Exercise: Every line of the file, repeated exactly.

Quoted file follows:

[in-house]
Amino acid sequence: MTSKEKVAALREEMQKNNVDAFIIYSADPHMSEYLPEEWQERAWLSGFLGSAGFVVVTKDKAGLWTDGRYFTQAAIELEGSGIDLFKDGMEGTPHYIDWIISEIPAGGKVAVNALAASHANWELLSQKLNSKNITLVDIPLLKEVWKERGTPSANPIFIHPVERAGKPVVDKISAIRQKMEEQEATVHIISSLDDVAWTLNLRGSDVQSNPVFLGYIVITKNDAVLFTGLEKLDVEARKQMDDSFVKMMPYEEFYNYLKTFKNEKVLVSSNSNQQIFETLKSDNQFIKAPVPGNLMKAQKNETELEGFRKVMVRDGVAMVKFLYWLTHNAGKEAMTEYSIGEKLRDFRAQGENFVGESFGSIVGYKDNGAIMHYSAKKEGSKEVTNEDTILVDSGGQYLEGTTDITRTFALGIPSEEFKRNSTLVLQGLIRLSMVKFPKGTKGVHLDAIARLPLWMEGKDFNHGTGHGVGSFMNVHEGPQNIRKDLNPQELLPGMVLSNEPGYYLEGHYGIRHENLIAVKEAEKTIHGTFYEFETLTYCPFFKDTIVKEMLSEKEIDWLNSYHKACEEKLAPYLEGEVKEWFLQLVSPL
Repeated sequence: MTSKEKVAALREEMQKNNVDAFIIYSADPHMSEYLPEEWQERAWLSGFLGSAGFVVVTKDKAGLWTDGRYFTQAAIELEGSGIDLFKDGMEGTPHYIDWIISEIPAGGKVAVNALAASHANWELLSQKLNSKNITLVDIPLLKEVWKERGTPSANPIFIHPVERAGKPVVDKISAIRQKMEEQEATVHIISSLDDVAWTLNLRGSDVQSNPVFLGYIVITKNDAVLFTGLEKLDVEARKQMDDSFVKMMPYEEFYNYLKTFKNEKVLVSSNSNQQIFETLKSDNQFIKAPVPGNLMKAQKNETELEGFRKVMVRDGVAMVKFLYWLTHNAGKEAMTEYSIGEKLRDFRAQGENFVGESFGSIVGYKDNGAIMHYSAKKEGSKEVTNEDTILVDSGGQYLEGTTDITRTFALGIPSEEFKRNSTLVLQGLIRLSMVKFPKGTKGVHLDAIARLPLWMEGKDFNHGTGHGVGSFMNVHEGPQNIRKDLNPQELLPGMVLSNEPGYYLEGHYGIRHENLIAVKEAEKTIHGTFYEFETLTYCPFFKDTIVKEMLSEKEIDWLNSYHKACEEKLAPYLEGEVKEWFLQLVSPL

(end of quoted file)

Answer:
[in-house]
Amino acid sequence: MTSKEKVAALREEMQKNNVDAFIIYSADPHMSEYLPEEWQERAWLSGFLGSAGFVVVTKDKAGLWTDGRYFTQAAIELEGSGIDLFKDGMEGTPHYIDWIISEIPAGGKVAVNALAASHANWELLSQKLNSKNITLVDIPLLKEVWKERGTPSANPIFIHPVERAGKPVVDKISAIRQKMEEQEATVHIISSLDDVAWTLNLRGSDVQSNPVFLGYIVITKNDAVLFTGLEKLDVEARKQMDDSFVKMMPYEEFYNYLKTFKNEKVLVSSNSNQQIFETLKSDNQFIKAPVPGNLMKAQKNETELEGFRKVMVRDGVAMVKFLYWLTHNAGKEAMTEYSIGEKLRDFRAQGENFVGESFGSIVGYKDNGAIMHYSAKKEGSKEVTNEDTILVDSGGQYLEGTTDITRTFALGIPSEEFKRNSTLVLQGLIRLSMVKFPKGTKGVHLDAIARLPLWMEGKDFNHGTGHGVGSFMNVHEGPQNIRKDLNPQELLPGMVLSNEPGYYLEGHYGIRHENLIAVKEAEKTIHGTFYEFETLTYCPFFKDTIVKEMLSEKEIDWLNSYHKACEEKLAPYLEGEVKEWFLQLVSPL
Repeated sequence: MTSKEKVAALREEMQKNNVDAFIIYSADPHMSEYLPEEWQERAWLSGFLGSAGFVVVTKDKAGLWTDGRYFTQAAIELEGSGIDLFKDGMEGTPHYIDWIISEIPAGGKVAVNALAASHANWELLSQKLNSKNITLVDIPLLKEVWKERGTPSANPIFIHPVERAGKPVVDKISAIRQKMEEQEATVHIISSLDDVAWTLNLRGSDVQSNPVFLGYIVITKNDAVLFTGLEKLDVEARKQMDDSFVKMMPYEEFYNYLKTFKNEKVLVSSNSNQQIFETLKSDNQFIKAPVPGNLMKAQKNETELEGFRKVMVRDGVAMVKFLYWLTHNAGKEAMTEYSIGEKLRDFRAQGENFVGESFGSIVGYKDNGAIMHYSAKKEGSKEVTNEDTILVDSGGQYLEGTTDITRTFALGIPSEEFKRNSTLVLQGLIRLSMVKFPKGTKGVHLDAIARLPLWMEGKDFNHGTGHGVGSFMNVHEGPQNIRKDLNPQELLPGMVLSNEPGYYLEGHYGIRHENLIAVKEAEKTIHGTFYEFETLTYCPFFKDTIVKEMLSEKEIDWLNSYHKACEEKLAPYLEGEVKEWFLQLVSPL